Visual misperceptions and hallucinations in Parkinson's disease: dysfunction of attentional control networks?

James M. Shine, Glenda M. Halliday, Sharon L. Naismith, Simon J. G. Lewis*

*Corresponding author for this work

Research output: Contribution to journalArticlepeer-review

149 Citations (Scopus)


Visual misperceptions and hallucinations are a major cause of distress in patients with Parkinson's disease (PD), particularly in the advanced stages of the condition. Recent work has provided a framework for understanding the pathogenesis of these symptoms, implicating impairments from the retina to the integration of external information with preformed internal images. In this article, we propose a novel hypothesis that attempts to explain the presence of visual misperceptions and hallucinations in PD through the aberrant coordination of complimentary yet competing neural networks. We propose that hallucinations in PD reflect the relative inability to recruit activation in the dorsal attention network in the presence of an ambiguous percept, leading to overreliance on default mode network processing and salience arising from the ventral attention network. This inability is proposed to stem from improper function across cortical and subcortical structures secondary to the presence of Lewy body pathology. This hypothesis may be empirically tested by the use of targeted cognitive paradigms. In turn, this may assist our understanding of the pathophysiological mechanisms and cognitive processes contributing to visual misperceptions and hallucinations and ultimately may inform more effective treatment strategies for this troubling symptom.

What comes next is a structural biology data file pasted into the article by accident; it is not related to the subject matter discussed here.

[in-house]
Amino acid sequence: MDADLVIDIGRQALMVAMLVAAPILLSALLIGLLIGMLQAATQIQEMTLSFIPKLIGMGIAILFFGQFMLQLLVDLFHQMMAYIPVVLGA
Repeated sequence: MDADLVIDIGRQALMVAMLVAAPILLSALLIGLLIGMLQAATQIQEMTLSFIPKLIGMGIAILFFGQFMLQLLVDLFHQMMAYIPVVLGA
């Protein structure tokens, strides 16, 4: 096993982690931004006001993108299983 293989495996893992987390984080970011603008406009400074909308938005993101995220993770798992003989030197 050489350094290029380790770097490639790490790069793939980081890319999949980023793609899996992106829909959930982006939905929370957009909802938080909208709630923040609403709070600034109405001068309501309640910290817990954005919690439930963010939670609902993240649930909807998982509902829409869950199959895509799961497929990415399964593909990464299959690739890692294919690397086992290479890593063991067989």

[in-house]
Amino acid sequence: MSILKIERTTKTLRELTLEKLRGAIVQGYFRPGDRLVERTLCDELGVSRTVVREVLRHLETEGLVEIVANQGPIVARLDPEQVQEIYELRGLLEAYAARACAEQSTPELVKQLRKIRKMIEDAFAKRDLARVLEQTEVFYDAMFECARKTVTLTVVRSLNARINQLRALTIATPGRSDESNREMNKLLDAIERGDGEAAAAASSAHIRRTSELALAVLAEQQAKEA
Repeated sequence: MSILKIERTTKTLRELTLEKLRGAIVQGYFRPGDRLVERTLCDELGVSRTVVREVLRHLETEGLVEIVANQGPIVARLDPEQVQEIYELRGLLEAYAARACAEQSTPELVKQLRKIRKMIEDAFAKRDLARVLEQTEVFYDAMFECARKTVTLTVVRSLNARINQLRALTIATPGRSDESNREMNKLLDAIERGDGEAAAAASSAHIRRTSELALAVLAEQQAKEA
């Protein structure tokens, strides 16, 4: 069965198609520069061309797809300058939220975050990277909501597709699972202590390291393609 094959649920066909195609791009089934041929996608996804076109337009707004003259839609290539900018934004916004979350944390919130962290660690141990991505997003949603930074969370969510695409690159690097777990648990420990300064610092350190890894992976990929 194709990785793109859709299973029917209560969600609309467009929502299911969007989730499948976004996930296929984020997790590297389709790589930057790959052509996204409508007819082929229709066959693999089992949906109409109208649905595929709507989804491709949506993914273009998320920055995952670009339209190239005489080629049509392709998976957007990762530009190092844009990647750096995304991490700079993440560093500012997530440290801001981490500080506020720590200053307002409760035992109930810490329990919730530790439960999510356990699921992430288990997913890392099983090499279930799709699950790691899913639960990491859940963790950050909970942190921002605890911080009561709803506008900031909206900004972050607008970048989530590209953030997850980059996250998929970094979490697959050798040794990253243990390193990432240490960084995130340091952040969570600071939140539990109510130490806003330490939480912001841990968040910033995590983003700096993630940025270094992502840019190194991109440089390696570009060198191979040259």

Original languageEnglish
Pages (from-to)2154-2159
Number of pages6
JournalMovement Disorders
Issue number12
Publication statusPublished - Oct 2011
Externally publishedYes


  • Lewy body pathology
  • Neural networks; hallucinations
  • Neurotransmitters
  • Parkinson's disease


Dive into the research topics of 'Visual misperceptions and hallucinations in Parkinson's disease: dysfunction of attentional control networks?'. Together they form a unique fingerprint.

Cite this